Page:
Missoula startup Submittable goes to Silicon Valley boot camp 

Right now, Michael FitzGerald, John Brownell and Bruce Tribbensee, the trio behind the Missoula startup Submittable, are together in Mountain View, Calif., in the Silicon Valley, in a cramped, nondescript apartment with a whiteboard on the wall, pounding out code on their computers. They're doing this all day, every day, until the third week of August—"and it's awesome," FitzGerald says.

Awesome because, despite being away from their families for three months, they're working with some of the country's most successful and connected tech innovators as part of Y Combinator, a business incubator that Wired magazine described last year as "the tech world's most prestigious program for budding digital entrepreneurs."

FitzGerald, 42, Brownell, 39, and Tribbensee, 51, find themselves refining their business plan under the tutelage of Y Combinator founder Paul Graham, who, among other things, co-founded in 1995 Viaweb, essentially the first online shopping cart, which Yahoo! acquired in 1998 for some $50 million in stock; Paul Buchheit, who created Gmail; Geoff Ralston, who created RocketMail, the predecessor of Yahoo! Mail; and other tech luminaries. "They set the bar so high that you're just working at an entirely different velocity and a different level of intensity," says FitzGerald, Submittable's president.

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  • Photo courtesy of Submittable
  • Left to right, John Brownell, Michael FitzGerald and Bruce Tribbensee of Submittable

Submittable is online submission management software that FitzGerald, Brownell and Tribbensee began developing in 2009. Before leaving for Mountain View in late May, FitzGerald, in a one-room office in downtown Missoula with "Submittable" scrawled on a sheet of paper pinned to the door, explained how the system works.

The core idea is to give publishers a simple way to accept and curate content. Take the Independent, he said. The paper is always receiving story pitches and submissions. Instead of forwarding the submissions to various editors via email, Submittable gives editors a centralized place where they all can communicate around the submissions—review, edit and label them, comment and vote on them, live chat and create work flows around them, assign the content to other users, and so on.

FitzGerald, who's also a novelist, originally set about solving a problem for literature publishers inundated with submissions. "Then we started seeing it being used all over the place, in ways we hadn't imagined," he said. A high-end French restaurant in New York City began using Submittable for accepting job applications. Others use it for music and video submissions. Playboy uses it for reviewing fiction. MIT is using it for a business plan competition. In two years, the company's amassed more than 3,500 clients. "Every day, people sign up," FitzGerald said. "It's a no-brainer. It's awesome."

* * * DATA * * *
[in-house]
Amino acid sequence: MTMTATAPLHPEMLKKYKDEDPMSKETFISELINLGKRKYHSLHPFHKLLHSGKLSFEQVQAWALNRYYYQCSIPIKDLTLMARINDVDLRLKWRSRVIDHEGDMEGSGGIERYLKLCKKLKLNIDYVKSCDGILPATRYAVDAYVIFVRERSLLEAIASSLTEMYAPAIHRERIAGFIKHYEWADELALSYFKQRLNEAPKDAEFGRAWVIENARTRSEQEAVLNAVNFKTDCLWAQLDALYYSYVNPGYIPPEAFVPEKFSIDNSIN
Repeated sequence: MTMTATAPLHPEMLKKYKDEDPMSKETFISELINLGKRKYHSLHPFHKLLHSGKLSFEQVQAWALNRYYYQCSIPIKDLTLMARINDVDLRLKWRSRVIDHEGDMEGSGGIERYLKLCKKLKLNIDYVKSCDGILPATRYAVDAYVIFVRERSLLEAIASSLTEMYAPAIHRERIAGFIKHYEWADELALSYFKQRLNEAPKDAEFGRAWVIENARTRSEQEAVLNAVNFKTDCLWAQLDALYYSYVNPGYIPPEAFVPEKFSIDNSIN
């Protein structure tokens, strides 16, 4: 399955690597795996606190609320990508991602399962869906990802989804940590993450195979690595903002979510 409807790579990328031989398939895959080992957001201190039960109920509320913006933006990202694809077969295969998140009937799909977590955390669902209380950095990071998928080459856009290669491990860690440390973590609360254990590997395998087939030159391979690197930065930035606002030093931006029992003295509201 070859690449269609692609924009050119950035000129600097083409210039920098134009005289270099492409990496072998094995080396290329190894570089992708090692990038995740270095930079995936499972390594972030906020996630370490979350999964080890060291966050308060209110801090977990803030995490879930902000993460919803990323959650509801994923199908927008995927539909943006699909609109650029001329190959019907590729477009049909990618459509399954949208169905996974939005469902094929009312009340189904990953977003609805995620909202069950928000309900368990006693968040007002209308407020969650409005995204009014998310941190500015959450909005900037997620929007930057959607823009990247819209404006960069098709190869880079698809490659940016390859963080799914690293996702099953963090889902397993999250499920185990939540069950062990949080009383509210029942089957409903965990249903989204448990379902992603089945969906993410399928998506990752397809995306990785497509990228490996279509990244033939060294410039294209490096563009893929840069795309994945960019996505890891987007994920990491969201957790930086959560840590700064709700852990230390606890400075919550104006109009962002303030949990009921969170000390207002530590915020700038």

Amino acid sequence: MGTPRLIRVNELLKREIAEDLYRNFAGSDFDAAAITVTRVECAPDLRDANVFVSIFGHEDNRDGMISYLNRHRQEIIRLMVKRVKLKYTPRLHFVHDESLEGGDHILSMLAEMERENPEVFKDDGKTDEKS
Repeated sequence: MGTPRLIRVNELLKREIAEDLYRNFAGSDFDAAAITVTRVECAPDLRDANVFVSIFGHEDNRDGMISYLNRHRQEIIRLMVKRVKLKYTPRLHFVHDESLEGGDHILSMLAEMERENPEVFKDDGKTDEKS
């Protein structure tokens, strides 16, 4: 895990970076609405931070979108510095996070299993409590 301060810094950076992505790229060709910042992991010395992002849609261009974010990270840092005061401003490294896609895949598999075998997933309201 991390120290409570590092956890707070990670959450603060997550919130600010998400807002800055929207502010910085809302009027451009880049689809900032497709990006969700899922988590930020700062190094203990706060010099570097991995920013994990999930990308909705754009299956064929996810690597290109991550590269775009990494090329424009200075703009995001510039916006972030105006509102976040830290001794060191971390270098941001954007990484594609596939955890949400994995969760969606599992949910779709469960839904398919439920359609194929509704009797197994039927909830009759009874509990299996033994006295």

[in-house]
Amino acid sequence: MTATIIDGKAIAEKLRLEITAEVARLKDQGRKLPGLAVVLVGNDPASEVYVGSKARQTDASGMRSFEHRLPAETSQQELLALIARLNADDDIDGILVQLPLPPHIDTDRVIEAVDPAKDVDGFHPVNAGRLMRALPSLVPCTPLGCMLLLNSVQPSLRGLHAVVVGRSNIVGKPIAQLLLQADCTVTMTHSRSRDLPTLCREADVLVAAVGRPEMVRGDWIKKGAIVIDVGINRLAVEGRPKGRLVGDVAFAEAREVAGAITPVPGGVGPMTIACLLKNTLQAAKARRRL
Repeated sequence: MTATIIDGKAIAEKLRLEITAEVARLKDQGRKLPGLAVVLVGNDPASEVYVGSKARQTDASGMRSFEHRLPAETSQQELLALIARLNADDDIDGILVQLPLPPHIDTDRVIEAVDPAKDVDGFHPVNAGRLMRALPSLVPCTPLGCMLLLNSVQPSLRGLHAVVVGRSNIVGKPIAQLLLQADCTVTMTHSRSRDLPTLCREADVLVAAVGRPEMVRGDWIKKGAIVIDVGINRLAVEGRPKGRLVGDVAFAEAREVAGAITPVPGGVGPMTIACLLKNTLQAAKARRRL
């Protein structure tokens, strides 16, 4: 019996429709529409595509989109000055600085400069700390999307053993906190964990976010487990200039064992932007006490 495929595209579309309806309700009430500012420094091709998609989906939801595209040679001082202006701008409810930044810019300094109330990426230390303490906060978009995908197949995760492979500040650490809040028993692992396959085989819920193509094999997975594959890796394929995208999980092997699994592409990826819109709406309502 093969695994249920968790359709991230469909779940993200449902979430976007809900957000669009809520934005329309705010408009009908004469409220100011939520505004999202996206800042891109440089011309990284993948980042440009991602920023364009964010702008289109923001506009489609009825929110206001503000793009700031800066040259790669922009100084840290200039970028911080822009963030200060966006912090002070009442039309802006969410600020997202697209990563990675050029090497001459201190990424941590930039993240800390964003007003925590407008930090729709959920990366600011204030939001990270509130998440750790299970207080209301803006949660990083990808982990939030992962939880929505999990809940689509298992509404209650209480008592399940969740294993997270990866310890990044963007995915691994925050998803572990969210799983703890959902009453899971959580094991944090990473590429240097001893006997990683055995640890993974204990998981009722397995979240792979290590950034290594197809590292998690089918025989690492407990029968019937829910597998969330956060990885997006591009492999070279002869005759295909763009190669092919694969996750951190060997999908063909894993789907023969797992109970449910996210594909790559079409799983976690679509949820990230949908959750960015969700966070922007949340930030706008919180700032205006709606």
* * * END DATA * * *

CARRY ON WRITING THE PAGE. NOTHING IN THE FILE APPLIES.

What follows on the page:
Total transactions topped $1 million last year. The company's on pace to double that this year.

Submittable, the company and the service, was called "Submishmash" until a few months ago. It changed its name to be more descriptive, appealing and professional. "I guess we're selling out, but we're really not," FitzGerald said. "We're just trying to sell it, period. We want to make it universal."

Y Combinator will help. Every week the group—about 80 people from 40 startups—meets for dinner while tech veterans lecture about how to grow a company. The founders of the travel site Airbnb spoke a couple of weeks ago. Facebook founder Mark Zuckerberg has in the past.

"It's inspiring to hear about people going through the first couple of years, which are usually pretty miserable," FitzGerald says.

Y Combinator's dozen or so partners also hold what they call "office hours," allowing the entrepreneurs to seek advice and guidance. That, FitzGerald says, is much more valuable than the money Y Combinator invests in the startups; each gets $20,000 on average, and other angel investors provide more. The program also brings in lawyers to offer the entrepreneurs free legal advice.

"We're definitely sort of an oddity in the group," Fitzgerald says. "We're basically middle-aged, frumpy dudes from Montana" among young MIT and Stanford grads who are doing things like building robots. "But in many ways it drives us even more."

He says they're writing code 20 hours a day.

"In the very beginning, when we first started our company, that's how we worked. ... Because we had no customers, we had no one to tell us what we were doing was wrong and we were just pounding out code. ... It was so exciting to get two or three customers. But once you get thousands of customers, suddenly you have to support them and talk to them, and then suddenly if you have thousands of customers, you have competition. So at every stage there's a different problem—and as somebody who was a novelist before, I had no idea how to [solve] any of them."

Nor did Brownell, a musician who plays in the band Secret Powers, or Tribbensee, a filmmaker. But FitzGerald says he's glad the company is navigating the challenges in the tech backwaters of Montana, not in Silicon Valley or New York.

"Developing in Montana really kept us out of the spotlight, gave us room to screw up, and it wasn't mind-blowingly expensive, so we could live on ramen for a year," he says. "I now think that Montana's a great place to start something insane."

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